NEIGHBORHOOD GARDEN FOR JANUARY 17, 2015
HOUSEPLANTS PART #3
BY GLADYS JEURINK
Succulents are probably the easiest plants to grow. Over watering will be your worst sin. Most come from a hot dry area and have adapted by growing wide, spreading roots near the surface to pick up any available moisture. The skin is usually thick or leathery and able to store water. Some leaves may be covered with hairs to slow down evaporation or closely packed together to protect each other. All the garden centers have special Cactus mix that Succulents like and drains well. When you water make sure you do a good job, and then let it dry so the leaves or stems can store water but not remain wet.
Cacti are classified as succulents so the same rules apply. My Cacti live in the garage in winter so I do not water more than once a month. Cold, wet roots always means root rot. Plants need rest periods and winter in Nebraska is a good time for Succulents to rest. Neither of these groups needs or likes high humidity.
Our houseplants come from any of the plant types. Woody plants get hard stems and live longer than any of the other types. Shrubs and trees are the majority, usually growing too large for our houses, but we do have a number that we bring in. The Norfolk Island Pine (Araucaria heterophylla) is very popular, growing to several hundred feet in its native habitat. Over the years I have had a number until they approach the ceiling. They work well as a Christmas Tree with small light ornaments. Since they grow up under their mothers, they get very little direct sun in their native environment. They like an acid fertilizer and a good draining mix. Mine does well in the insulated garage with a 300 watt bulb overhead in the winter time. I take it out side to the East side of my house in summer.
Another tree that does well in houses is the Schefflera. It can also be a shrub with its leaves coming out in leaflets at the end of a stalk, numbering 4 to 12 depending upon its age. In the tropics it is called the “Octopus Tree” from the shape of its flowers. Here in Nebraska we will probably never see it bloom. Here in the United States it is called an “Umbrella Tree”. I have seen it growing in some very low light places, and had to trim down some very big ones for others. They do best if temperatures don’t go below 55 degrees F. or above 70 degrees F. I have a small version now with variegated leaves (Sarboricola called “Green Gold”). Part of it was frozen last winter but it leafed out this summer with a rather peculiar shape. It does like humidity. Some people are allergic to its sap.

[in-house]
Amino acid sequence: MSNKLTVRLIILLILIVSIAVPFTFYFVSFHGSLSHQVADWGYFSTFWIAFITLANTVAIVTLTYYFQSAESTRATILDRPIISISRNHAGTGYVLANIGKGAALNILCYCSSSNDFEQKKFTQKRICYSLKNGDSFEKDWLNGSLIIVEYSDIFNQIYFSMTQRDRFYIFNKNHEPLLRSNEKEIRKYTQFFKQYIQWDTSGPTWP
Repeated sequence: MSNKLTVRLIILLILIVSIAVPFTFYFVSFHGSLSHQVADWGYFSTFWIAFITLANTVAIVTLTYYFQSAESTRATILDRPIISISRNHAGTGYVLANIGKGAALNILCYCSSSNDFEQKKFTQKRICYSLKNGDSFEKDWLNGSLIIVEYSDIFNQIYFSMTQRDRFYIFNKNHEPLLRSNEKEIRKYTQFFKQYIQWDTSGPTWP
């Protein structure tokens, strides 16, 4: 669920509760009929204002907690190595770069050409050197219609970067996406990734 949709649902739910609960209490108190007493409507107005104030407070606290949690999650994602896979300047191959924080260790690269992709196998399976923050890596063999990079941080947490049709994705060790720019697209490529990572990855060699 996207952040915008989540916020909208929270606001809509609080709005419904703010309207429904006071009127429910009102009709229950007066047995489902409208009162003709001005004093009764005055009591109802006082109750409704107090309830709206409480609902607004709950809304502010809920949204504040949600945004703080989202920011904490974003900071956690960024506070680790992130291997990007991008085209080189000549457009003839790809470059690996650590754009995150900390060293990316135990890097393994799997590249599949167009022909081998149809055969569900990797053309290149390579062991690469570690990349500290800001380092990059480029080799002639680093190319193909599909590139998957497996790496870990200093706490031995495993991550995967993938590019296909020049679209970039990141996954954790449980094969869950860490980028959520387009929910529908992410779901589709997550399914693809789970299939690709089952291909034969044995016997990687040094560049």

Sub shrubs can develop woody stems and produce new shoots but here in Nebraska will die back in winter if outside. One of those you might have on your window sill is the Copper Leaf (Acalypha). Every Spring some of the nurseries will have Copper Leaf with various colors in its ruffled leaves as a specimen plant in a pot. Be careful as all parts are poisonous if eaten. Another Acalypha plant is the “Red Hot Cattail”. It is only 4 to 6 inches tall, spreading over the pot and down with the bright red fuzzy tails hanging down as much as a foot. Sometimes it is called the Chenille Plant. Not an easy plant to grow as it likes humidity.
The Philodendron genus has about 500 different species and is a native to tropical areas. All of them are grown for their leaves as they very seldom bloom as a houseplant. They vary a great deal. The small climber, also known as “Sweetheart Plant” with heart shaped leaves, will go up your window, across the top and down the other side. Or you can wind them around to cover a table top. This vine is listed as one of the easiest plant to grow. It likes partial shade, but watch that you do not give it too much water.
The bigger plants in this genus are shrubs and will grow as large as you will let it get. The leaves are huge, up to 30 inches long and 12 to 18 inches wide, when the plants are mature. I have a fairly new variety called the “Orange Prince”. Some of my leaves are orange and some are green. As a baby, it spent last summer on the East side of the house where it got sun only in the morning. Philodendron leaves will upset the stomach if eaten or the sap will irritate some people’s skin. Wash your hands as soon as possible after handling. Philodendrons can have root buds coming out most anywhere along the stems that will root into a moss covered pole to support the stem. Do not cut these roots off even if they do not have a place to grow.
My newest plant is a purple Pineapple Lily (Eucomis species) that I found in a grocery store. I have had white ones for years and cut them off after the first frost to keep them in their big pot until spring. These have been blooming for over a month with new 15 inch flower stems coming so I will keep them in a full light area to see when or if they go into a dormant mode. Books say never let it dry out. If it wilts, that leaf will not recover. They come from bulbs.
Have a Happy New Year and may your garden and houseplants grow the way you want!!!!